On February 29, 2016, a seismic shift in the automotive landscape was felt around the world, and its epicenter was in Molsheim, France. It was then and there that Bugatti announced its Chiron, the fastest, most powerful production vehicle in history—and dealt a decimating blow to the industry’s status quo.
Now the marque is warning of another major quake to the supercar market. On August 24, at the Quail, a Motorsport Gathering in Carmel, Calif., the Bugatti Divo will debut.
Until then, much of the specifics about the model remain a mystery. What we do know: It will offer a new design aesthetic as well as improvements in aerodynamics, weight reduction, and responsiveness. Even more notable is that only 40 examples of the supercar will be made, and each will carry a net price of roughly $5.8 million.
Few other details have been released on Bugatti’s new beast, save for the source of its name. Following the precedent of its predecessor, which referenced racer Louis Chiron, the new model’s moniker pays tribute to French driver Albert Divo. It was Divo who triumphed at the 1923 Spanish Grand Prix, the 1925 French Grand Prix, and the Targa Florio in 1928 and 1929.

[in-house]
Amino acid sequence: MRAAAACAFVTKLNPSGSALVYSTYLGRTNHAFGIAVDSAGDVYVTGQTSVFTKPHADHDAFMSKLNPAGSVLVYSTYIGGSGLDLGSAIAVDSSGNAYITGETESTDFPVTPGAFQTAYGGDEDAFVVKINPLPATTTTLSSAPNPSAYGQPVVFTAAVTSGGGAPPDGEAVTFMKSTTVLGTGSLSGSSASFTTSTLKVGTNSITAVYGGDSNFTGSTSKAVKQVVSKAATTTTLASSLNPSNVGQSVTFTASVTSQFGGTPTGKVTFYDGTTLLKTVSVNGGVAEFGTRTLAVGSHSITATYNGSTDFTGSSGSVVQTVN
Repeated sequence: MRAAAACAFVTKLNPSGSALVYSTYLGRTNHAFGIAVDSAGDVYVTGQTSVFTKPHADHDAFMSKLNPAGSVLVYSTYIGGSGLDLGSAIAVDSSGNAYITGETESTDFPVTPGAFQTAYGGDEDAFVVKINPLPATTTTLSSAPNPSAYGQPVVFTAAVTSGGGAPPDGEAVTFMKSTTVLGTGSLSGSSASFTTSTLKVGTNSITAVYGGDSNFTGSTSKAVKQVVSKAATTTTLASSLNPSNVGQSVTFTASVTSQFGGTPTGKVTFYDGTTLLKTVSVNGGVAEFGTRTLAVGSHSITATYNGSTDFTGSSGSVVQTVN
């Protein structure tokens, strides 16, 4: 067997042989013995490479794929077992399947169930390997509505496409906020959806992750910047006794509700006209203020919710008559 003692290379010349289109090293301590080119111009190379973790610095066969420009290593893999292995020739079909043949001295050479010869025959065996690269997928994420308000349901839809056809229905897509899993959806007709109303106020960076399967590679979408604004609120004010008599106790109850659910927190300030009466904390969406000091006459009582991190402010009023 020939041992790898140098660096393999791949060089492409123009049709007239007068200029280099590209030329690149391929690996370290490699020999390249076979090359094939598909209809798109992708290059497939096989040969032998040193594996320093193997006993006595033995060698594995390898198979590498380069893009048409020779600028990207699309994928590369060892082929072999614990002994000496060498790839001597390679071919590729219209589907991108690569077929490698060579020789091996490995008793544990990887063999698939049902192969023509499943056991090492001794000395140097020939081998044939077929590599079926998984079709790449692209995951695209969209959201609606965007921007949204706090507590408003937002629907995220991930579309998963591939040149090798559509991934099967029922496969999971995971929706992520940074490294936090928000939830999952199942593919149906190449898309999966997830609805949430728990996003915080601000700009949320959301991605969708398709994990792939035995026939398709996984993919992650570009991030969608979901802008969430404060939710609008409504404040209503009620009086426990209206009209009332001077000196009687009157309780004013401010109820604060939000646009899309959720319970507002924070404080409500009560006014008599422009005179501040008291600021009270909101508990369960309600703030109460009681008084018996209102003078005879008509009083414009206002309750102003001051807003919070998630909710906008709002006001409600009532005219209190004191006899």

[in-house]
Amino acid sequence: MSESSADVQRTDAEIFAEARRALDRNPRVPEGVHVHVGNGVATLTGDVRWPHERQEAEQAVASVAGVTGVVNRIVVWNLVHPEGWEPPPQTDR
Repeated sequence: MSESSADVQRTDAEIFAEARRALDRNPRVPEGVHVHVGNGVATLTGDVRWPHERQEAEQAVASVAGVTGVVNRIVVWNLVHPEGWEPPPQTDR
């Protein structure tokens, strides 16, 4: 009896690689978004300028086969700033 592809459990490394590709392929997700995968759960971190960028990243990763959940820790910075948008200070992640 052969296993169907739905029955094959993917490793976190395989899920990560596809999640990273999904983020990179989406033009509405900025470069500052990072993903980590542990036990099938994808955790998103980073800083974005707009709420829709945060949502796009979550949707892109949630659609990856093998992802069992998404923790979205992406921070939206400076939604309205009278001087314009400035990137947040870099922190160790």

The latter contest—Italy’s endurance race on the island of Sicily—is where Divo endeared himself to Bugatti, as both wins were while he was behind the wheel of a Bugatti Type 35. Examples of that renowned roadster, first produced in 1924, were even more successful, garnering greater than 1,000 first-place finishes during the car’s competitive career.
Fittingly, the Targa Florio and its demanding terrain purportedly served as inspiration during the development of the Bugatti Divo’s enhanced handling parameters, including increases in g forces and downforce.
For now, at least two other facts are known: With the Divo, Bugatti further bolsters its long legacy of innovation and continues to rock the competition.